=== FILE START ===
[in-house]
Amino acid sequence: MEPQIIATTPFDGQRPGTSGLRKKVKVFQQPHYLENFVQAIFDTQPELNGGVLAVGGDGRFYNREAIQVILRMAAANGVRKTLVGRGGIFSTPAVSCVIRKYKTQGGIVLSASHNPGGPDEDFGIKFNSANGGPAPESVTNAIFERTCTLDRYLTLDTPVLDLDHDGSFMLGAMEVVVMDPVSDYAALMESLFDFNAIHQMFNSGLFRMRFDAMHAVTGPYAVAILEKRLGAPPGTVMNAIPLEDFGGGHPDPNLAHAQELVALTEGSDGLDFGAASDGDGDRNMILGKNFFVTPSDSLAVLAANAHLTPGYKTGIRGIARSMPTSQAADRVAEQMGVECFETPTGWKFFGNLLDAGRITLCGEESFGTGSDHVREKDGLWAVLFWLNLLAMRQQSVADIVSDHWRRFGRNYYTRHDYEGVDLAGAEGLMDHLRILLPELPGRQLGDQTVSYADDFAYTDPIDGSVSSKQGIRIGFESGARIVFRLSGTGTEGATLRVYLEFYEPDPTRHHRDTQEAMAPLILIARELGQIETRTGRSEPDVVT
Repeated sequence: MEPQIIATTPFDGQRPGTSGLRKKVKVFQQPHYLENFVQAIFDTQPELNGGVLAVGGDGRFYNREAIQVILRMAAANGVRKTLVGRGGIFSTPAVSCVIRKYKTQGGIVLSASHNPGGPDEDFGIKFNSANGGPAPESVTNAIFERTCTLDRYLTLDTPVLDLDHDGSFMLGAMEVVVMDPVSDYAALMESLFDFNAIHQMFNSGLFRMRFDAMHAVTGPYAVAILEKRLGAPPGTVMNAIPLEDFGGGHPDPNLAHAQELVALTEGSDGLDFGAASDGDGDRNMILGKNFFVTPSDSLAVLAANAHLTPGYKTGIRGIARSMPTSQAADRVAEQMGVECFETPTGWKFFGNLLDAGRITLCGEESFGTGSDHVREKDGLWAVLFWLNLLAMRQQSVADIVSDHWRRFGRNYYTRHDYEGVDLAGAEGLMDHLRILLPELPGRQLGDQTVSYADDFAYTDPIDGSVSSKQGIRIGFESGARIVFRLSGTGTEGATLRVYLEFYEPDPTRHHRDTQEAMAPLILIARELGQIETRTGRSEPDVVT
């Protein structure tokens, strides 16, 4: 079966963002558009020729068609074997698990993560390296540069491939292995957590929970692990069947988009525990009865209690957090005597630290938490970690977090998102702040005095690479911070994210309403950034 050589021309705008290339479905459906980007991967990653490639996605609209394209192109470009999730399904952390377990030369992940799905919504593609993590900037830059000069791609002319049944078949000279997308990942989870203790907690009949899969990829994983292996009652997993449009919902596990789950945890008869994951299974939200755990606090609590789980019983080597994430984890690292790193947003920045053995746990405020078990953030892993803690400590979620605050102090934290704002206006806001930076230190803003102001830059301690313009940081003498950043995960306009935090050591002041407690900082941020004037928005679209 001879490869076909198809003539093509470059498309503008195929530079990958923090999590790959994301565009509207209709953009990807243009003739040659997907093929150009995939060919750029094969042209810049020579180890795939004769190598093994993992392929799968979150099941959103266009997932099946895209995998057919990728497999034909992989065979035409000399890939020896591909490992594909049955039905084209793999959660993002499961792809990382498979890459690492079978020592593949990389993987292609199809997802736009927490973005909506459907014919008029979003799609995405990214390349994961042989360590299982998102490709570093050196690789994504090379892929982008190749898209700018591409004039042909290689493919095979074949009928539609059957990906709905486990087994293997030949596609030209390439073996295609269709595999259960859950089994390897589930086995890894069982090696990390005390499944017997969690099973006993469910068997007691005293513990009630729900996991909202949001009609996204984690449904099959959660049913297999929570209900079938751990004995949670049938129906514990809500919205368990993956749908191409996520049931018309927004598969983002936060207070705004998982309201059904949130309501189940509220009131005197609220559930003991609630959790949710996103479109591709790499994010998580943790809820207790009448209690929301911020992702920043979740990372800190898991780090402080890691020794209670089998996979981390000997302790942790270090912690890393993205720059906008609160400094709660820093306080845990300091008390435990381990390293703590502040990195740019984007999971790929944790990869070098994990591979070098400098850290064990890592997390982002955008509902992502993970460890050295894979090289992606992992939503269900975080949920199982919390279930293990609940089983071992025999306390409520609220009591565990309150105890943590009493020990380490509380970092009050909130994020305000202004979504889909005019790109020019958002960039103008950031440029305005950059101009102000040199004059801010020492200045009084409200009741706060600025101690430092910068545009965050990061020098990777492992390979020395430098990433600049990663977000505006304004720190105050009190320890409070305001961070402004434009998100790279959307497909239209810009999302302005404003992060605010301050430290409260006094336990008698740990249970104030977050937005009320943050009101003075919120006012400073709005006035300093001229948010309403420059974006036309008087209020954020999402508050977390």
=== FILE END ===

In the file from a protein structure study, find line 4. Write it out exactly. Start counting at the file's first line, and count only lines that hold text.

């Protein structure tokens, strides 16, 4: 079966963002558009020729068609074997698990993560390296540069491939292995957590929970692990069947988009525990009865209690957090005597630290938490970690977090998102702040005095690479911070994210309403950034 050589021309705008290339479905459906980007991967990653490639996605609209394209192109470009999730399904952390377990030369992940799905919504593609993590900037830059000069791609002319049944078949000279997308990942989870203790907690009949899969990829994983292996009652997993449009919902596990789950945890008869994951299974939200755990606090609590789980019983080597994430984890690292790193947003920045053995746990405020078990953030892993803690400590979620605050102090934290704002206006806001930076230190803003102001830059301690313009940081003498950043995960306009935090050591002041407690900082941020004037928005679209 001879490869076909198809003539093509470059498309503008195929530079990958923090999590790959994301565009509207209709953009990807243009003739040659997907093929150009995939060919750029094969042209810049020579180890795939004769190598093994993992392929799968979150099941959103266009997932099946895209995998057919990728497999034909992989065979035409000399890939020896591909490992594909049955039905084209793999959660993002499961792809990382498979890459690492079978020592593949990389993987292609199809997802736009927490973005909506459907014919008029979003799609995405990214390349994961042989360590299982998102490709570093050196690789994504090379892929982008190749898209700018591409004039042909290689493919095979074949009928539609059957990906709905486990087994293997030949596609030209390439073996295609269709595999259960859950089994390897589930086995890894069982090696990390005390499944017997969690099973006993469910068997007691005293513990009630729900996991909202949001009609996204984690449904099959959660049913297999929570209900079938751990004995949670049938129906514990809500919205368990993956749908191409996520049931018309927004598969983002936060207070705004998982309201059904949130309501189940509220009131005197609220559930003991609630959790949710996103479109591709790499994010998580943790809820207790009448209690929301911020992702920043979740990372800190898991780090402080890691020794209670089998996979981390000997302790942790270090912690890393993205720059906008609160400094709660820093306080845990300091008390435990381990390293703590502040990195740019984007999971790929944790990869070098994990591979070098400098850290064990890592997390982002955008509902992502993970460890050295894979090289992606992992939503269900975080949920199982919390279930293990609940089983071992025999306390409520609220009591565990309150105890943590009493020990380490509380970092009050909130994020305000202004979504889909005019790109020019958002960039103008950031440029305005950059101009102000040199004059801010020492200045009084409200009741706060600025101690430092910068545009965050990061020098990777492992390979020395430098990433600049990663977000505006304004720190105050009190320890409070305001961070402004434009998100790279959307497909239209810009999302302005404003992060605010301050430290409260006094336990008698740990249970104030977050937005009320943050009101003075919120006012400073709005006035300093001229948010309403420059974006036309008087209020954020999402508050977390």